An Alaska state lawmaker has declared war on the Transportation Security Administration's airport security methods after she refused to submit to a pat-down search at Seattle's airport when her false breast triggered an alert in the full-body scan, the second time in three months.

Having vowed to never endure another pat-down search and unable to board the flight, Rep. Sharon Cissna, a cancer survivor who has had a mastectomy, took a four-day detour via rental car, a small plane, taxicab and a ferry that ended Thursday near Alaska's capital city, where she was met by a small group of well-wishers and a bouquet of yellow flowers.

Cissna said travelers are "accidentally being abused by government," and she vowed to fight for changes in how the TSA deals with screening passengers, especially those with special health issues.

Cissna, who said she wants to work on a resolution laying out what needs to be done to change a policy that's "hurting people," is getting some help from her counterpart in Washington.

U.S. Sen. Lisa Murkowski, R-Alaska, has asked TSA Administrator John Pistole to clarify the agency's screening policy for passengers with special medical needs.

"This kind of invasive probing should not be the price of travel," Murkowski wrote in the letter. "I appreciate that the TSA has a difficult task in keeping air transportation safe. However, this incident highlights specific privacy concerns that must be addressed. I am concerned there is an imbalance between safety requirements and overly invasive procedures targeting air travelers who have undergone mastectomy surgeries or use prosthetics."

A TSA spokesman said the agency looks forward to responding directly to Murkowski.

"Our security officers are trained to work with each individual traveler to ensure a respectful screening process, while providing the best possible security for everyone," spokesman Greg Soule said in a statement to FoxNews.com. "We are sensitive to travelers' concerns, but security is not optional."

"We have reached out to Rep. Cissna's staff to explain that our responsibility is to keep the traveling public safe and discuss some of the policies in place to carry out this mission, including conducting pat downs to resolve alarms during screening," he continued. "At any point, any passenger can request to be screened in a private location and can have a witness present. If a person is unwilling to complete the screening process, he/she will not be able to board his/her flight."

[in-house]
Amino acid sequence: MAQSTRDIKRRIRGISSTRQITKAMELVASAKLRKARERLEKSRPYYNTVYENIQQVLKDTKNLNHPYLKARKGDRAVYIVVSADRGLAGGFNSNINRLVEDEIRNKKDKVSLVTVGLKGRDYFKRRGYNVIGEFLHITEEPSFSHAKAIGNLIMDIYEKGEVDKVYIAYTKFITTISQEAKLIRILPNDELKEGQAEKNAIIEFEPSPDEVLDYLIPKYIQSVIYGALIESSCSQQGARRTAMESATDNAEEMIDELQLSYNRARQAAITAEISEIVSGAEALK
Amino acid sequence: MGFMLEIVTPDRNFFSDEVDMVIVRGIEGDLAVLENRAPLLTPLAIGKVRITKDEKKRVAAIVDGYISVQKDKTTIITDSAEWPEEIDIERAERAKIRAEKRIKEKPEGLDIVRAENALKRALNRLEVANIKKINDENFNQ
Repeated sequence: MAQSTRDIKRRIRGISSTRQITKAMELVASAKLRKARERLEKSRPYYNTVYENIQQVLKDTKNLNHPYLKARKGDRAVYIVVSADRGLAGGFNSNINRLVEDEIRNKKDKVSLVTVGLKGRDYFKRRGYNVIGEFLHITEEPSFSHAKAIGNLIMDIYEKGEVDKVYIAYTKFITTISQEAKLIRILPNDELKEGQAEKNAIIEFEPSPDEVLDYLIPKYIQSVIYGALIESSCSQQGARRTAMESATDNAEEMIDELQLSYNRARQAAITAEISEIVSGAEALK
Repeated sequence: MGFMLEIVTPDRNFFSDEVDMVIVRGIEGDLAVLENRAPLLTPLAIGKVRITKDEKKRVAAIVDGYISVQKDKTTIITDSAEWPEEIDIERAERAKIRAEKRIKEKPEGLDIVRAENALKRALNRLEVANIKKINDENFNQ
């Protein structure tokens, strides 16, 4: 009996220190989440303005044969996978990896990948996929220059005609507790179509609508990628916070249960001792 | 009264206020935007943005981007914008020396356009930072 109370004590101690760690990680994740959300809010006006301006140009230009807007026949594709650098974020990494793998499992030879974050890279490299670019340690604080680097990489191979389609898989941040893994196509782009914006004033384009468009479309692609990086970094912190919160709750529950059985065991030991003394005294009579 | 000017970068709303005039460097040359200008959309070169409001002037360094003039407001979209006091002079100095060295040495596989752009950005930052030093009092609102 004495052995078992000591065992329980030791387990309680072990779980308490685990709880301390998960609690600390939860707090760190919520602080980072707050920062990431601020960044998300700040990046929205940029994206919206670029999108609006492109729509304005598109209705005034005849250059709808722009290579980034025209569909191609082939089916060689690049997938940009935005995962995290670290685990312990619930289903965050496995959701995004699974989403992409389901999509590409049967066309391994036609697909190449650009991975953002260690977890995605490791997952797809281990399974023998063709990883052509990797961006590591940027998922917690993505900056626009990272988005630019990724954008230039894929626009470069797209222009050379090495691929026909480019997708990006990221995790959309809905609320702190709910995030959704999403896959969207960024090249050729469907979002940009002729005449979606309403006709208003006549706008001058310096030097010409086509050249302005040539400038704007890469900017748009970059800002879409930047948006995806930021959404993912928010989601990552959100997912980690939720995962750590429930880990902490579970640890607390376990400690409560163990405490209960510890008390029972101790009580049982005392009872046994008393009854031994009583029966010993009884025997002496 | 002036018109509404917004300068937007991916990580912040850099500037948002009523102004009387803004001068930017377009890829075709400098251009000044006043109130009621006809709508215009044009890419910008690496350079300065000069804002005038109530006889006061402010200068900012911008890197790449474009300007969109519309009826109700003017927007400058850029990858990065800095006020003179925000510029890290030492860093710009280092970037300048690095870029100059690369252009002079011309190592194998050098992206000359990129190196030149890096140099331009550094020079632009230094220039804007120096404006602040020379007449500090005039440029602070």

Cissna's case is from far isolated and has turned the petite 68-year-old into an unlikely hero, applauded on Facebook and the state House floor for her stand.

"I feel really proud of Sharon," House Democratic leader Beth Kerttula said. "I think she stood up for thousands of Americans who are saying, why, when a woman has had a mastectomy, does she have to go through this?"

Since new screening measures took effect last year, the American Civil Liberties Union has reported receiving more than 1,000 complaints from travelers -- including breast cancer survivors -- who said they endured intrusive pat-downs. Among other things, the travelers claim TSA agents patted their genitals and ran fingers through their hair or along their bras or waistbands.

At least one federal lawsuit has been filed over the pat-downs. The plaintiffs in the case, pending in the District of Columbia, include a breast cancer survivor from California and a Kentucky man that the lawsuit says was presumably singled out for a pat-down due to an enlarged testicle.

The scanners became prominent after a man was accused of trying of blow up a plane using explosives hidden in his underwear in late 2009.

The agency, on its website, says travelers won't be asked to remove prosthetic devices but "security officers will need to see and touch" them as part of the screening process.

The TSA insists it tries to make the process as comfortable as possible, allowing for passengers singled out for pat-downs to be screened privately and to have a travel companion with them. It has made cards available as a way for travelers to more discreetly inform TSA agents of any medical conditions or disabilities they have. But the cards don't exempt screening.

The Associated Press contributed to this report.